For biotechnology, 1998 was ¿the best of times and the worst of times¿ the best, as the industry matured further and made exciting scientific advances, and the worst (or nearly so), as all but the largest companies struggled to raise money in a flat market. It is a market no longer fueled by investors¿ indiscriminate enthusiasm, for the most part. In the laboratory and on Wall Street, biotechnology is growing up.

Among headline-making scientific findings in 1998 was the discovery of human stem cells. Disclosed late in the year, the finding sent Geron Corp.¿s stock skyrocketing. This development was almost unmatched for media attention to biotechnology. Much earlier in 1998, EntreMed Inc.¿s anti-angiogenesis research to fight cancer still being conducted in mice won widespread play in the general press and mightily boosted the company¿s shares.

Public, private and follow-on offerings in biotechnology netted about as much in 1998 as in the previous year, but both were far below 1996¿s level. ¿Selectivity¿ was the watchword, as investors gave ever more scrutiny to companies and their methods. Such conditions may explain the ¿opening of floodgates¿ (as one analyst put it) in mergers and acquisitions; firms consolidated and teamed up not only to thrive, but to survive.

In Washington, too, the apt metaphor used by onlookers was of a dam breaking, and floodwaters surging. The final days of the 105th Congress saw confirmation of Jane Henney as FDA commissioner and other debates related to patent reform, privacy and cloning questions.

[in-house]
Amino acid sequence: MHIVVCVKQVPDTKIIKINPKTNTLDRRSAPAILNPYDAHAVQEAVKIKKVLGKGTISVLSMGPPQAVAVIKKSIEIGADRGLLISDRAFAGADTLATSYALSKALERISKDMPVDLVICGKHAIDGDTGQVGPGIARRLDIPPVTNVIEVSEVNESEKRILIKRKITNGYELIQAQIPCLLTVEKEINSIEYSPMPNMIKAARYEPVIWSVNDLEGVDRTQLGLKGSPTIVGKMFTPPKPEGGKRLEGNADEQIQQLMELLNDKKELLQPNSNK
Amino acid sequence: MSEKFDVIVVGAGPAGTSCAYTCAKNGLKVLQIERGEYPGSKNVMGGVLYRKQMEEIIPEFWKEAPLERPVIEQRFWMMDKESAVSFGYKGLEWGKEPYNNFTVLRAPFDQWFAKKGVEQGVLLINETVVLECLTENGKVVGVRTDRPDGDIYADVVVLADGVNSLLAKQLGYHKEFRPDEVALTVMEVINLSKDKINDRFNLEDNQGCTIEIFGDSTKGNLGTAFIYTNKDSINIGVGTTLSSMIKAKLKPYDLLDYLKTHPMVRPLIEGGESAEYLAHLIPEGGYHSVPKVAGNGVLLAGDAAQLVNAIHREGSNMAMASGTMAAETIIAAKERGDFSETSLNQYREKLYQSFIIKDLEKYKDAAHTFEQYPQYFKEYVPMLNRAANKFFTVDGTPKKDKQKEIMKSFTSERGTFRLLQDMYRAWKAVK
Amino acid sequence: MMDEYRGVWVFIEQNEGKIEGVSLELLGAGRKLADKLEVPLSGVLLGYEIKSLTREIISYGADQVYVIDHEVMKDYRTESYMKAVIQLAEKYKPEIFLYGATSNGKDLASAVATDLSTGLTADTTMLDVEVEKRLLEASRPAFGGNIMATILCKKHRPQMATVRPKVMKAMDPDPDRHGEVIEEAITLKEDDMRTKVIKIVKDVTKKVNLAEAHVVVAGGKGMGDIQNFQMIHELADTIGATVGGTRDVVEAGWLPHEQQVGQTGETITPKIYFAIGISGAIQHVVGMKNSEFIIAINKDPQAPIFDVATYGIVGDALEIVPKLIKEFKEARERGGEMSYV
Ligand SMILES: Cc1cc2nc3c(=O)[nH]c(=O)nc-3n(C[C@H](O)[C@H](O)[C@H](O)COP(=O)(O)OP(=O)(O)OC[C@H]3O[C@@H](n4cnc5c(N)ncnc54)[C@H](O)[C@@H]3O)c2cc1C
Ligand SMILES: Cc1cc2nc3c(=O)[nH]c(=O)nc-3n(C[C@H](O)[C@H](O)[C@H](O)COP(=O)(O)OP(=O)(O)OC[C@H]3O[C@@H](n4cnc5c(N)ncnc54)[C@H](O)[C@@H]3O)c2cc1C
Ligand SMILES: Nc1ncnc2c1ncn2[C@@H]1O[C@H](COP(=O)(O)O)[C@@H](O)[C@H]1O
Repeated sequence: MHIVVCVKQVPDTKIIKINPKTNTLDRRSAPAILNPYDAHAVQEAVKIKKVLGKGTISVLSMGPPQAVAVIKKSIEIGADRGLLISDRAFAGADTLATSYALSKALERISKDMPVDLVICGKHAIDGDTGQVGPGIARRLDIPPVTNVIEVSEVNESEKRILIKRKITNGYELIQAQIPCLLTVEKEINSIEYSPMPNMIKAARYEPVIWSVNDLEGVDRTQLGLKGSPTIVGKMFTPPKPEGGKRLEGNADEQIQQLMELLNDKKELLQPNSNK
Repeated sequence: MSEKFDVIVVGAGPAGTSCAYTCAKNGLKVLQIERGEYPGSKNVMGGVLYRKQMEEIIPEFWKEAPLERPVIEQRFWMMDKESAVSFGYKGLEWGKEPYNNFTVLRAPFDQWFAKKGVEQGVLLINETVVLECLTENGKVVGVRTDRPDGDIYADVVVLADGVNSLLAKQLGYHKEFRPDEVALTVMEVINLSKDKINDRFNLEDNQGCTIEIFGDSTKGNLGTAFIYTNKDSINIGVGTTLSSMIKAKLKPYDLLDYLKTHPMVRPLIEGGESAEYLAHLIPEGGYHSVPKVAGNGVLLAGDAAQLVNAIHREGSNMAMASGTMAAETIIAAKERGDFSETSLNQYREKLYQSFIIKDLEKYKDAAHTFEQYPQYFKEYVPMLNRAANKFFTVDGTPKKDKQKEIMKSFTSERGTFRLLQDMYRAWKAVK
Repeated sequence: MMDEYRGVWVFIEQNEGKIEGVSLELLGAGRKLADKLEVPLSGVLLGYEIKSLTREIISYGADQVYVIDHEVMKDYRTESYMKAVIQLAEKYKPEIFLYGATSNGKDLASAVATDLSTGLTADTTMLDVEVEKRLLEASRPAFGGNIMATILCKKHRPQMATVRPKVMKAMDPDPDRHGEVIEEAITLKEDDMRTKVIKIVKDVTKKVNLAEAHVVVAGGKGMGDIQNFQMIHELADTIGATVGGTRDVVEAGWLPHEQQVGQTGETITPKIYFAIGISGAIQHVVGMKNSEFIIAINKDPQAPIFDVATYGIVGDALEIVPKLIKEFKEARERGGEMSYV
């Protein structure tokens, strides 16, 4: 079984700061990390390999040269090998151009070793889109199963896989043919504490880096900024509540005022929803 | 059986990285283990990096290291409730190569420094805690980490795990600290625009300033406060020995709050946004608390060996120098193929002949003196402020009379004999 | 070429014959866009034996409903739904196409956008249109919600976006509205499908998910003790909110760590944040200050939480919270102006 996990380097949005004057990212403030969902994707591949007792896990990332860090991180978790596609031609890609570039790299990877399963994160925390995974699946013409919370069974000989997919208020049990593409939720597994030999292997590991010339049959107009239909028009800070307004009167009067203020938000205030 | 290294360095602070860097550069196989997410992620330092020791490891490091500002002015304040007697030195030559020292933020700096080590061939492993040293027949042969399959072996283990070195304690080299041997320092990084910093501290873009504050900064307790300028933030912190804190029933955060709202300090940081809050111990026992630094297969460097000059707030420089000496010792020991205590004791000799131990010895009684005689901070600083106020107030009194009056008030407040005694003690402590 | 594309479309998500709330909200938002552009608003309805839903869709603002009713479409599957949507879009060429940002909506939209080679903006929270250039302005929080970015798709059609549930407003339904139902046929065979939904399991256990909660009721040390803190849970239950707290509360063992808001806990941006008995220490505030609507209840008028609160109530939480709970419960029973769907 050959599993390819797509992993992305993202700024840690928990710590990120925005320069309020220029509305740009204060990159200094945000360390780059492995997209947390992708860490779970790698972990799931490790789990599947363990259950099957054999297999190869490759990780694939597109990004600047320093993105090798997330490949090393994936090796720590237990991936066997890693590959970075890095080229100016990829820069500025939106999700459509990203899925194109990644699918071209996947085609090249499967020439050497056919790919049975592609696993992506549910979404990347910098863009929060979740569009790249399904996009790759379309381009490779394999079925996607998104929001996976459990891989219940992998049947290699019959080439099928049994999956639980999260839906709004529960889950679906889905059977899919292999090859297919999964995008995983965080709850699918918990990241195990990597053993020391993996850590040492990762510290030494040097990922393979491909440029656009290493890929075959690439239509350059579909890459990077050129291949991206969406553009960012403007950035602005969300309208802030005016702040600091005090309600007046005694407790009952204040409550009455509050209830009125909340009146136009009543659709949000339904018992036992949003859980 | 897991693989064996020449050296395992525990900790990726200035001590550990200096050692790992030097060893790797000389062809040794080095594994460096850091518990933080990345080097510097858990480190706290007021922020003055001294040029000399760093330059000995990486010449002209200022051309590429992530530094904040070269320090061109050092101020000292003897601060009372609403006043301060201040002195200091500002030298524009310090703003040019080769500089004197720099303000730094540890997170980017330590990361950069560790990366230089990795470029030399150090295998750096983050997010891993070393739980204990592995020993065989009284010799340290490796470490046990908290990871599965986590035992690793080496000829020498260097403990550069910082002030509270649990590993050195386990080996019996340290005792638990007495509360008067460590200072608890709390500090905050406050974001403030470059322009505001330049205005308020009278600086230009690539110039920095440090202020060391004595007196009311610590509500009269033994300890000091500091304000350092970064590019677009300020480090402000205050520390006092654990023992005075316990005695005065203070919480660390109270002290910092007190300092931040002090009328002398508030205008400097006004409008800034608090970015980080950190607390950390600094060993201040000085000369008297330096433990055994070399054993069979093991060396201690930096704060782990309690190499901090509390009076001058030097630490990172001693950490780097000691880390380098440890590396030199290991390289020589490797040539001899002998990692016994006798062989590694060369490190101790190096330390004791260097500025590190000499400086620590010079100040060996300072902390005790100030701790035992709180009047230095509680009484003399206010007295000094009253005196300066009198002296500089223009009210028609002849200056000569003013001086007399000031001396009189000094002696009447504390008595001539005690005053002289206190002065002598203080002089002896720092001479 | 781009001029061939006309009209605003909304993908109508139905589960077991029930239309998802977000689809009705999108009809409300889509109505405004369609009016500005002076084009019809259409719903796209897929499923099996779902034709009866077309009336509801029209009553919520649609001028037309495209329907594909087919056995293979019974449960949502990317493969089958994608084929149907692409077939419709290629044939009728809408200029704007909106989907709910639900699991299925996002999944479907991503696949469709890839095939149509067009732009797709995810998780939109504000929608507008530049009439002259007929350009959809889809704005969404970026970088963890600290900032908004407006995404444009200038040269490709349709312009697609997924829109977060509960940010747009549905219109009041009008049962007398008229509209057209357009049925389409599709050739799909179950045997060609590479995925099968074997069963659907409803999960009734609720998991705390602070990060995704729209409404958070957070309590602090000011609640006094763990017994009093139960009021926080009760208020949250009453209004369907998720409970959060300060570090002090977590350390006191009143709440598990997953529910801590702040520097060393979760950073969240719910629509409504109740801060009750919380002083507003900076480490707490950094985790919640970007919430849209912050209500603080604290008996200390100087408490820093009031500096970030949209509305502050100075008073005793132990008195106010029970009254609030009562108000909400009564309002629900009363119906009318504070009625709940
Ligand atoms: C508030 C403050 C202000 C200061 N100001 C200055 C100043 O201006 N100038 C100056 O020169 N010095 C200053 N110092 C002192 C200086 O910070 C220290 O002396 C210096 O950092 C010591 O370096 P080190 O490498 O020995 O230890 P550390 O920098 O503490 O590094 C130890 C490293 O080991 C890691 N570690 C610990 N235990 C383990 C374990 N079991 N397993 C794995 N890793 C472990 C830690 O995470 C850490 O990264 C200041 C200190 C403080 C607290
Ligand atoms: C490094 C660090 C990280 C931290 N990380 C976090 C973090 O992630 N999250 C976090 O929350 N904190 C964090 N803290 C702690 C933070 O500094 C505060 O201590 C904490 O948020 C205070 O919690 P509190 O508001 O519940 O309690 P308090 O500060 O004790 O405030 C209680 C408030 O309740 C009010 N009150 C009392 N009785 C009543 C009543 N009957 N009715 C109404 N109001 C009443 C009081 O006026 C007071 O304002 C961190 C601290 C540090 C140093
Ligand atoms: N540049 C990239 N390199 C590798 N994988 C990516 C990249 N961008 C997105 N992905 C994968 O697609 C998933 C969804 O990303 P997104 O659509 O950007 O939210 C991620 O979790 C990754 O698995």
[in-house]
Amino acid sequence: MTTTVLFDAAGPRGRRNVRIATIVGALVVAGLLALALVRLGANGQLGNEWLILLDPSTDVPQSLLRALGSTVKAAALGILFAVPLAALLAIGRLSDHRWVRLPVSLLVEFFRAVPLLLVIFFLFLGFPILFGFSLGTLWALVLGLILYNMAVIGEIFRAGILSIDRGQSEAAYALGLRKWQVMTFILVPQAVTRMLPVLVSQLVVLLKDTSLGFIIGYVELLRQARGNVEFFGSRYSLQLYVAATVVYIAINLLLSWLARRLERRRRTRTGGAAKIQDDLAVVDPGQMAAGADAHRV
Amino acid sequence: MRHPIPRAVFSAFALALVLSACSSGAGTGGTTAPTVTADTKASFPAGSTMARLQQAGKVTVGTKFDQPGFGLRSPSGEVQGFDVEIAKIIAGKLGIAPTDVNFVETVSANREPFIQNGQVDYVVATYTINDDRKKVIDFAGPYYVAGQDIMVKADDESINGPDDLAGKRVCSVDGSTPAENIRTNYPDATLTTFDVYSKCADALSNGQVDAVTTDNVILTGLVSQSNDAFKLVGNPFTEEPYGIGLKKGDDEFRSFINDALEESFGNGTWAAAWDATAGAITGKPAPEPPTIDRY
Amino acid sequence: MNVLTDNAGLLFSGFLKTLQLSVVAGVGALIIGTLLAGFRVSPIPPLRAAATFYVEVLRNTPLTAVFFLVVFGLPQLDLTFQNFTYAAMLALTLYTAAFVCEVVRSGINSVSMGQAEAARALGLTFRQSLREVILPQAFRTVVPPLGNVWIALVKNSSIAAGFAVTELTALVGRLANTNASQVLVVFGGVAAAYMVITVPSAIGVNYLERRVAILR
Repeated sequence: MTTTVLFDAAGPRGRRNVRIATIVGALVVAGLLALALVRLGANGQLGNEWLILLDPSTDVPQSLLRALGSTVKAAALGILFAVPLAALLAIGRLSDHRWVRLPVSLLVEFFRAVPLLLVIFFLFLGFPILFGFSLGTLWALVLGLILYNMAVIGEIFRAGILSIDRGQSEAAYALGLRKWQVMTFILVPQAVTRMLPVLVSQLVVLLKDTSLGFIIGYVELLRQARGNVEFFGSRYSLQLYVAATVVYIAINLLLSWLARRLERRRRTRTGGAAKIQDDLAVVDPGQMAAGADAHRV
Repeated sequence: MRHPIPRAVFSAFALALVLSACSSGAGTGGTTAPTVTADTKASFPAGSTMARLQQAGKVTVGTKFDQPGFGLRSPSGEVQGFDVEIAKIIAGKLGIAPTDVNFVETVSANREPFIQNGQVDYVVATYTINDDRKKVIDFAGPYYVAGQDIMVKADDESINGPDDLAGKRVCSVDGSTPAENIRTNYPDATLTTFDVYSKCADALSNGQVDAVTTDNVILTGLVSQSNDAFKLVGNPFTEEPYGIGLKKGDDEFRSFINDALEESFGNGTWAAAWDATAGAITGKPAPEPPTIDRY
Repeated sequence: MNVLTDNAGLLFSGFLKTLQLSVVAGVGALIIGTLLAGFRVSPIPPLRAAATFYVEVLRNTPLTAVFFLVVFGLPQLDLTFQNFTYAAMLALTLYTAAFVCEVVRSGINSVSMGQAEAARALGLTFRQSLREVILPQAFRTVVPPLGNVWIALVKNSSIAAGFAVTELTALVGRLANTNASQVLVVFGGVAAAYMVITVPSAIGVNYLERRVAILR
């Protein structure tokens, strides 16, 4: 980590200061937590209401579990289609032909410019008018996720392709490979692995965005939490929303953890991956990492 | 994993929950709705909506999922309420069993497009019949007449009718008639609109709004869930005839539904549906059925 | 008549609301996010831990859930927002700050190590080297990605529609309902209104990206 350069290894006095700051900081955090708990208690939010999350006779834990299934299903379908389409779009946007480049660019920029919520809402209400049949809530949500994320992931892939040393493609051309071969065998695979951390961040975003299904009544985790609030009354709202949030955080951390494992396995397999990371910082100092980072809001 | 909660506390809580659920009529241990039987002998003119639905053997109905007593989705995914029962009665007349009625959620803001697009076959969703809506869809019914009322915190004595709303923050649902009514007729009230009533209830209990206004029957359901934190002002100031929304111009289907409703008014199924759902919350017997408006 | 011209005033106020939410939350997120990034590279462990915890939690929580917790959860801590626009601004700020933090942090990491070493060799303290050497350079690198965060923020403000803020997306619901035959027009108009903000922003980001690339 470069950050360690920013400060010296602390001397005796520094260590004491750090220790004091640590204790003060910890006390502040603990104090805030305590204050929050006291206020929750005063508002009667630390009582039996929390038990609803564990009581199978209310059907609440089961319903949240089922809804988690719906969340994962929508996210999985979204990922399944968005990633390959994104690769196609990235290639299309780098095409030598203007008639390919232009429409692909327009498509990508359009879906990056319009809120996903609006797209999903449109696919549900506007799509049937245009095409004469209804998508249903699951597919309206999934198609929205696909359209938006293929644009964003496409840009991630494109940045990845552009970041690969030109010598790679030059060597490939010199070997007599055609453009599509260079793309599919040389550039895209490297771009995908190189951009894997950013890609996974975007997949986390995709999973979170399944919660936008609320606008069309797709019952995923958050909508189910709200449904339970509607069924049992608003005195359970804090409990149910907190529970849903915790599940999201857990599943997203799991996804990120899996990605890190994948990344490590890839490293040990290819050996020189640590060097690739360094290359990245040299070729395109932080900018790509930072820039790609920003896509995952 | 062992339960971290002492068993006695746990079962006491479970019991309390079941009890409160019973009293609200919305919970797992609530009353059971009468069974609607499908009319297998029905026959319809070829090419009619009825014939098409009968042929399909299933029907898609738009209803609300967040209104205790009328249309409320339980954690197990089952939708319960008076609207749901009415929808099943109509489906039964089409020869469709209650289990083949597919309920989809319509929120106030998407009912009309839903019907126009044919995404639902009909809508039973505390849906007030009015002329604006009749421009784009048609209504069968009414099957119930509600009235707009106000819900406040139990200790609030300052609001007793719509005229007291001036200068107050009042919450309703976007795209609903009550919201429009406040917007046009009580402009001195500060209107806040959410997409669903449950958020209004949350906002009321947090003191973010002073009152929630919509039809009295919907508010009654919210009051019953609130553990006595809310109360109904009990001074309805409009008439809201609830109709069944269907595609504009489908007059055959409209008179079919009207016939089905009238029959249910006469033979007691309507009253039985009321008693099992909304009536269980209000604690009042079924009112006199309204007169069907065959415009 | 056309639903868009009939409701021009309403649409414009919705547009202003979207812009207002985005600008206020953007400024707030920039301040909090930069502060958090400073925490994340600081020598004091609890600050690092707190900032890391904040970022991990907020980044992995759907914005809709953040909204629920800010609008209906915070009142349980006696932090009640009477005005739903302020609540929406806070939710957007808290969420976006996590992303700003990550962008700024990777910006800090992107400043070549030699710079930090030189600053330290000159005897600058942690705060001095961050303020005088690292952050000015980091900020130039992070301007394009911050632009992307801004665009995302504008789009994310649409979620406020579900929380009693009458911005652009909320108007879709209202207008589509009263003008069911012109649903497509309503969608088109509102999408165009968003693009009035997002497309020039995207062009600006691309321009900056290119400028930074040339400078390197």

The BioWorld Biotechnology State of the Industry Report 1999 thoroughly examines the scientific, financial and legislative areas in an increasingly complex (if also less volatile and more stratified) enterprise: the devising of profitable new therapies, using scientific methods hitherto unheard of.

As competition became stiffer and the economic pickings grew slimmer, biotechnology firms grew more sophisticated. Analysts say even more winnowing is likely to characterize the competitive years ahead, a tightened state of affairs calling for even more maturity by companies to match the shrewdness of those who fund them.

For the biotechnology firms that can stay in it, the race is on.

Randall Osborne